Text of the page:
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WHAT’S IT ABOUT?

Cecil Gaines grew up on a Georgia cotton plantation in the 1920s. When he saw the ruthless plantation owner rape his mother and murder his father, he was taken out of the cotton fields and brought into the house; a sympathetic and guilty matriarch (Vanessa Redgrave) trained him to be a house servant – although that wasn’t the term used at the time.

As a teenager, he left the plantation and eventually found work in a local hotel, where his talents for service were recognised, propelling him first to a job at a country club in Washington and later to President Eisenhower’s White House.

Over more than three decades – and eight US presidents – Cecil Gaines (Forest Whitaker) watched quietly from the shadows as a succession of administrations responded to the civil rights movement that finally saw Barack Obama elected to power.

Cecil’s home life was every bit as political, with his eldest son Louis (David Oyewolo) becoming a political activist while his younger son Charlie (Elijah Kelley) enlisted to fight in Vietnam, and his wife Gloria (Oprah Winfrey) did her best to overcome alcohol and keep the peace.

WHAT’S IT LIKE?

This film is inspired by, rather than based on the life of White House butler Eugene Allen – in reality, his mother wasn’t raped, his father wasn’t murdered, his wife wasn’t an alcoholic, he had only one son who was neither a political activist nor a soldier in Vietnam – but what are a few dramatic tweaks between friends?

In truth, without these added dramatic flurries, this film would be little more than a series of episodic studies of African American history, as told from the view-point of a long-serving White House butler and his family. What is interesting is Cecil’s inability to respond to what he sees and hears around him; the butler clearly can’t tell the US President what he should be doing, but in Lee Daniels’ telling of the story, at least, as he grows in stature and respect, Cecil is increasingly asked what he thinks by the men with the power to change life for the country’s brutally downtrodden minority.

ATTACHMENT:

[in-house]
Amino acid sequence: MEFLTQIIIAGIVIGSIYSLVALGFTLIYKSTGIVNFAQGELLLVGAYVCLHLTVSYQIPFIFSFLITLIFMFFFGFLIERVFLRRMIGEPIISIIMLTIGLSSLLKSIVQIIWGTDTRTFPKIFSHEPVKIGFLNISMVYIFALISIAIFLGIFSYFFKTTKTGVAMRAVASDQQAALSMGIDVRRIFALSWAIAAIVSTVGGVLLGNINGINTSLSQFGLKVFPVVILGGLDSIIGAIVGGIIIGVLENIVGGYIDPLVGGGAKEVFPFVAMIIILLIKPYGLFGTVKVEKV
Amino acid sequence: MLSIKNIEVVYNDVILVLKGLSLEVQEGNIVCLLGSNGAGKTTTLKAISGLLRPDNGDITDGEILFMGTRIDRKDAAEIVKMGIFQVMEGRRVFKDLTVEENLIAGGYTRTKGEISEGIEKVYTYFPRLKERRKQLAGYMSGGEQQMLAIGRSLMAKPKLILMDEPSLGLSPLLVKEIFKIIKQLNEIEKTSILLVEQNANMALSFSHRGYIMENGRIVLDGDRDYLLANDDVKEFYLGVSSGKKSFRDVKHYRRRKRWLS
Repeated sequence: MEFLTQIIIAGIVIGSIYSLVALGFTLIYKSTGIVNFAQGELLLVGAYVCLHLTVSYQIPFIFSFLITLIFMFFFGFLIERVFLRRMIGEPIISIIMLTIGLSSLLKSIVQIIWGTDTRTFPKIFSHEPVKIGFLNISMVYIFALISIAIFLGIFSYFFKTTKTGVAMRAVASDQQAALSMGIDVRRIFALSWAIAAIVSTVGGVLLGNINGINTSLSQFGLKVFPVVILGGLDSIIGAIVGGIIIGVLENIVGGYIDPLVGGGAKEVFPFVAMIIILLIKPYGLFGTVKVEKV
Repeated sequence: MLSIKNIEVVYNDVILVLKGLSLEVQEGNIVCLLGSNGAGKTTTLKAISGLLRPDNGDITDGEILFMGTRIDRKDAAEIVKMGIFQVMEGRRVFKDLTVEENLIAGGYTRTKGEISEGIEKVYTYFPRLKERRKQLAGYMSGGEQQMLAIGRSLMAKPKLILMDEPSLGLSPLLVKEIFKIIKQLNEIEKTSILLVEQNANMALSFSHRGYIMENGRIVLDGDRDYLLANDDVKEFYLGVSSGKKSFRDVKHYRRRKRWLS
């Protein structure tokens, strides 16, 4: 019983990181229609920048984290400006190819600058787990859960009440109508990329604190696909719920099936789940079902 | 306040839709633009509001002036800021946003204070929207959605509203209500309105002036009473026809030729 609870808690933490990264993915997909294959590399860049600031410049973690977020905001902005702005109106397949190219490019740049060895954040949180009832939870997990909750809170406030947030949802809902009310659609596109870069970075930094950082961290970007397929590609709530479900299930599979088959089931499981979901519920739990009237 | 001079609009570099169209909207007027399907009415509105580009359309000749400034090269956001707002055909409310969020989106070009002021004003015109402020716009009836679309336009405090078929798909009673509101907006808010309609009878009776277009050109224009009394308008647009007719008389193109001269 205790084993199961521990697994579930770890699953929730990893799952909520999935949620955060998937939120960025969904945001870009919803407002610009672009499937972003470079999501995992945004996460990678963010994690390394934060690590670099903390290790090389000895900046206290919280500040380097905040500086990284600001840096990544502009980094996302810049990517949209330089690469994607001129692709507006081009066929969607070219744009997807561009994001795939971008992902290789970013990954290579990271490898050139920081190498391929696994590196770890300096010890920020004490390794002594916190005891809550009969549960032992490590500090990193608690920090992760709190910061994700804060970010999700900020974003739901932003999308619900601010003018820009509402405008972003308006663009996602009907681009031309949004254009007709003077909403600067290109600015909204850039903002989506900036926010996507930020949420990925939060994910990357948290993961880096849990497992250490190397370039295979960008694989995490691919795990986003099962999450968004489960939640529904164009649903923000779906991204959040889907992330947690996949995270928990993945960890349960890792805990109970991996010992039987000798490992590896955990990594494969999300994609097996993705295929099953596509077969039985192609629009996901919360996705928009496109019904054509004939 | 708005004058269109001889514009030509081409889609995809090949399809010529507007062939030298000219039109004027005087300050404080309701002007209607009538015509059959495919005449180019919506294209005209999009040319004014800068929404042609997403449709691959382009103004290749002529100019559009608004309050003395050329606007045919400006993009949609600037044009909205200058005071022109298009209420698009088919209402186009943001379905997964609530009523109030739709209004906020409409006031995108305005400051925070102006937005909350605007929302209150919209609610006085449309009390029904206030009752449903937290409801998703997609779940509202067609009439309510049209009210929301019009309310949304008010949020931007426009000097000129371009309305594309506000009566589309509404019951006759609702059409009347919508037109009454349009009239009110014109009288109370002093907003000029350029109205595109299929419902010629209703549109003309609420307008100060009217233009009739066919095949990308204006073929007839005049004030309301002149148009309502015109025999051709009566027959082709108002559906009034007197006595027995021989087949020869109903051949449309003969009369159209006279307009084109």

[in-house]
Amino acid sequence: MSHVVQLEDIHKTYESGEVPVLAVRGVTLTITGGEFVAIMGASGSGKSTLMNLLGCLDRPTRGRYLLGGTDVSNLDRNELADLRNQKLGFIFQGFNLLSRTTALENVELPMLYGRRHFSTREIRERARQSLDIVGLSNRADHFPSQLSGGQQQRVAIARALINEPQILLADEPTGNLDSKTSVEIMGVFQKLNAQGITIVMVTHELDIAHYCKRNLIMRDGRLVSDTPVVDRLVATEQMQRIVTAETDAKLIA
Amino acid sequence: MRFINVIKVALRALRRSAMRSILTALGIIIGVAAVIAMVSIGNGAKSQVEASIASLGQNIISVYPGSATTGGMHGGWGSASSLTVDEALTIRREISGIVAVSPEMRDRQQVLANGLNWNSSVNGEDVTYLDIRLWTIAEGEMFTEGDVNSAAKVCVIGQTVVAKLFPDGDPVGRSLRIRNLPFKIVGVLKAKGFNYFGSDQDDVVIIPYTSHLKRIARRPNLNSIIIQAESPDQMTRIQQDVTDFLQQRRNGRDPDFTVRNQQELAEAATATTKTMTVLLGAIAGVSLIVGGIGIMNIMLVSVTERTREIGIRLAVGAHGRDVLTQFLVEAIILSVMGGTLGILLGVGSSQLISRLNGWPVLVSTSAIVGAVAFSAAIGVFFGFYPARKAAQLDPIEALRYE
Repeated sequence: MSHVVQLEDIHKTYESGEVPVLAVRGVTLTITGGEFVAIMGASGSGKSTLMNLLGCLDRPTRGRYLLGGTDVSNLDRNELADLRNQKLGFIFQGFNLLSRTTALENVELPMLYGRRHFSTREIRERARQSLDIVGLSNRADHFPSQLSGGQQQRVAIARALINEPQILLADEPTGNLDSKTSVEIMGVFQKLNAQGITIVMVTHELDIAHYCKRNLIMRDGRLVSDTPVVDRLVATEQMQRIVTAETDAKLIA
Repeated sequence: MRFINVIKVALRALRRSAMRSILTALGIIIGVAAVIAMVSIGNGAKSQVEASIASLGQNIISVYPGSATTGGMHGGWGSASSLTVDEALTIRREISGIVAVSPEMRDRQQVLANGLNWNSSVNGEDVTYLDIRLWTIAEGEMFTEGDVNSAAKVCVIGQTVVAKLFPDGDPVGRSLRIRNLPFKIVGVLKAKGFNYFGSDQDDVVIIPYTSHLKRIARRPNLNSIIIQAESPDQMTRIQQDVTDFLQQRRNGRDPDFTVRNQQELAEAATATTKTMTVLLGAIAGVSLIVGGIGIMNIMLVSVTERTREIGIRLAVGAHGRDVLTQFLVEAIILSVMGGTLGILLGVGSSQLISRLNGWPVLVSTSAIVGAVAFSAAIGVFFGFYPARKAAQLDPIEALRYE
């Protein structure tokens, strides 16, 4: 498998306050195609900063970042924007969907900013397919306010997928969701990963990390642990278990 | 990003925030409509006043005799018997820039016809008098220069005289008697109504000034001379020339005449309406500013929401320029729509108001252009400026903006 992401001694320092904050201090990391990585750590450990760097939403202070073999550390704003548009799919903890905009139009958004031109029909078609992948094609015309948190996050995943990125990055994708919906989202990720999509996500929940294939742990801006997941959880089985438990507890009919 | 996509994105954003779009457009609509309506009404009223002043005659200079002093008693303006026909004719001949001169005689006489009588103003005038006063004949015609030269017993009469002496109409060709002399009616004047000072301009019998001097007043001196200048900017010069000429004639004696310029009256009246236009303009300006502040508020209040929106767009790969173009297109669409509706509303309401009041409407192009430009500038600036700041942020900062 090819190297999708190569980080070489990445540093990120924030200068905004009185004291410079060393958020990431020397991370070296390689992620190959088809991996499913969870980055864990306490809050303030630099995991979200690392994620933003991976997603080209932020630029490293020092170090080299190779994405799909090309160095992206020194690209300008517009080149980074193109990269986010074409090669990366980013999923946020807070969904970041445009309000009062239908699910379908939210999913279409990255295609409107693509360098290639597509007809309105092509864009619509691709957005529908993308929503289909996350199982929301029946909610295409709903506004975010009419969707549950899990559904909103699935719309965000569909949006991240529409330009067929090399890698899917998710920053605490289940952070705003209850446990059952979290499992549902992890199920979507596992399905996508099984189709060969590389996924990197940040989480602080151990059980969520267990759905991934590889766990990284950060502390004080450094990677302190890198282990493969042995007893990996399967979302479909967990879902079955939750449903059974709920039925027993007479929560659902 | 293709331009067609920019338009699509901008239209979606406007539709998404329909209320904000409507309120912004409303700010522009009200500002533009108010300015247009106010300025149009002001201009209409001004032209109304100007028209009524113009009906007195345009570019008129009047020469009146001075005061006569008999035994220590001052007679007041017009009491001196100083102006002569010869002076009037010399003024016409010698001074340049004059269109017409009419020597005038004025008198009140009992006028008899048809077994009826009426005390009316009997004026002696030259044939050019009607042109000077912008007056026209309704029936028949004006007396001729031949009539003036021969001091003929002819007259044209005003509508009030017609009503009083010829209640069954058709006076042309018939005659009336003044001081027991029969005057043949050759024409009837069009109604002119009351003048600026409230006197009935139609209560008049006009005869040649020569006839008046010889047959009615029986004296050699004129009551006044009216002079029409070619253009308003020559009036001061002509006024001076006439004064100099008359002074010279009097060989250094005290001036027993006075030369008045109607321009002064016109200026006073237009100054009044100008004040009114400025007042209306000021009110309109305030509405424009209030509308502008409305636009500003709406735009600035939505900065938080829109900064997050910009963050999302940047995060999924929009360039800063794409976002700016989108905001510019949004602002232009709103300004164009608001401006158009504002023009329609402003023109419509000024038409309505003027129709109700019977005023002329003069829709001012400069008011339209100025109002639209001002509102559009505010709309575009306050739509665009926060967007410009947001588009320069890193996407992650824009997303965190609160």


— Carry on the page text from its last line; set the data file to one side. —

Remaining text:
Forest Whitaker’s necessarily understated performance befits the eponymous servant and effectively contrasts with the rare moments of emotion he is able to display. Oprah Winfrey, in a rare return to acting, impressively portrays a woman far more complex than her real-life counterpart. The structure of the film, following Cecil Gaines for some many decades, causes some difficulty – when we first meet Whitaker, he looks far too old and when we David Oyewolo makes his first appearance, he looks old enough to be his own character’s father. The actors playing the Presidents generally struggle with whether to do an impersonation or simply give their own impression.

The historical background to this family drama will be familiar to many – particularly those well versed in America’s civil rights movement – presenting the valid question as to whether it’s aimed at black audiences brought up with stories about their own heritage or white audiences who could learn a thing or two about the struggle that eventually put a man with African heritage in the Oval Office.

The answer appears to come in a caption before the closing credits, which refers to “our fight” for equality through the civil rights movement, making it feel, all the more, that you’ve been watching a film made by black people for black people – it seems, shamelessly, to alienate white viewers, rather than making them feel welcome in the club.

The Butler feels like it thinks its a big and important film, but outside the US – and outside the black community – there is less to draw an audience into these relationships and while there’s much to admire in its ambition and the central performances, there’s not enough in the real-life story to engage an audience, which seems astonishing, considering the events of history that are depicted; although we are just watching people talking about these events or listening to contemporaneous media reports. It’s almost a case of how to take a fascinating and important story and make it feel somewhat pedestrian and banal. Watching history being made from the back of the room is less of a thrill than being on the frontline.

One peculiar aside of this film, which perhaps highlights continuing underlying racial tension within the industry itself, is that Warner Brothers tried to stop Lee Daniels using the word “butler” in the title, saying it infringed on the copyright of a black-and-white short film in its archives. The Motion Picture Association of America took the studio’s side, but after an expensive legal battle with the film’s US distributor, The Weinstein Company, it reached a compromise that the formal title of the film could be “Lee Daniels’ The Butler” – as long as the letters used for the director’s name were at least 75% of the size of the letters used for The Butler. Is this a traditional Hollywood studio trying to make things just a little more difficult than they need to for one of the industry’s most prominent black story-tellers?

At least no-one will now confuse this sprawling historical epic with the short black-and-white Warner Brothers comedy with which it initially shared a name.

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